Approximately $35 million has been awarded by the Health Resources and Services Administration (HRSA) to more than 50 rural organizations across 33 states to increase access to care in rural communities. Awards will be distributed in many areas, including telehealth, health workforce training and technical assistance. The agency also awarded $117 million in quality improvement awards to 1,318 health centers across states, territories and the District of Columbia. Awards recognize the highest performing health centers nationwide and those that have made significant quality improvements since last year.
CMS Issues Regulatory Changes for Nursing Homes
The new regulatory changes for nursing homes require facilities to test staff, and offer testing to residents for COVID-19. This will also apply to laboratories and nursing homes using point-of-care testing devices to report diagnostic test results. Hospitals will also have to provide COVID-19 cases and related data to the Department of Health and Human Services (HHS). Nursing homes not following the new testing requirements will be cited for non-compliance and could face penalties of $400 per day. The Centers for Medicare & Medicaid Services (CMS) also announced expanded access to testing for Medicare enrollees and will pay for tests when ordered by a pharmacist or other health care professionals who are authorized under state law. Read more.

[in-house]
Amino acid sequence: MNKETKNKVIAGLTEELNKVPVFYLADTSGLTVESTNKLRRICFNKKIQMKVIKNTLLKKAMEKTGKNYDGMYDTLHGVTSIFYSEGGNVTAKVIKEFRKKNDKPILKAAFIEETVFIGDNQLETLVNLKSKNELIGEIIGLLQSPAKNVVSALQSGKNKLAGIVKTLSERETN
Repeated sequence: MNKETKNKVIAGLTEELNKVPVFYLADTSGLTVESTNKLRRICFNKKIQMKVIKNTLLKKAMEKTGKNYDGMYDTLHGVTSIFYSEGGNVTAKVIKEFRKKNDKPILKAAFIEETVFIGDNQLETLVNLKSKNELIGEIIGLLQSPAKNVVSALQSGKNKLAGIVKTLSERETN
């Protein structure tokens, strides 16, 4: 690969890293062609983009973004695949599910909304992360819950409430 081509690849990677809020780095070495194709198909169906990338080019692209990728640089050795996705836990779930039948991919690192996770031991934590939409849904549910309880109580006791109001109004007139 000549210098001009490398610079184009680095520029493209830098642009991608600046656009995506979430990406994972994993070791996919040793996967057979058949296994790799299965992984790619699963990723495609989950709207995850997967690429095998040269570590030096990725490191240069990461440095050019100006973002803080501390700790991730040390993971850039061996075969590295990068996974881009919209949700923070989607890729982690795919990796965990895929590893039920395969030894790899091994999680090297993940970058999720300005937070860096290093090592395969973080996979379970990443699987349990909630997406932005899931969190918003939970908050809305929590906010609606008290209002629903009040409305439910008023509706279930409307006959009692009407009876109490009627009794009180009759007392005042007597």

U.S. Army Corps of Engineers Says Alaska’s Pebble Mine “Cannot be Permitted”
In a reversal of previous indications, it appears the federal government is moving to block the Pebble Mine in Alaska. In a newly released statement, the U.S. Army Corps of Engineers (the Corps) announced that the current proposal to build the Pebble Mine in Alaska "cannot be permitted” in its current form. The statement followed a letter from the Corps to the mine developers, which stated that they must undertake substantial environmental protection measures to offset "unavoidable adverse impacts ... that would result in significant degradation" to aquatic resources from the proposed copper and gold mine. A pressure campaign from a few people in communication with the president, including the president’s son, highlighted concerns that the mine threatens the Bristol Bay salmon fishery, which is commercially important and an increasingly popular destination for outdoor tourism. While a final decision is still forthcoming, the new mitigation requirements are seen as an early indication of the fate of the project. Further tipping the scales against the mine, both of Alaska's Republican Senators, Lisa Murkowski and Dan Sullivan, said they support the Corps' conclusion that Pebble should not be issued its permits. Read more.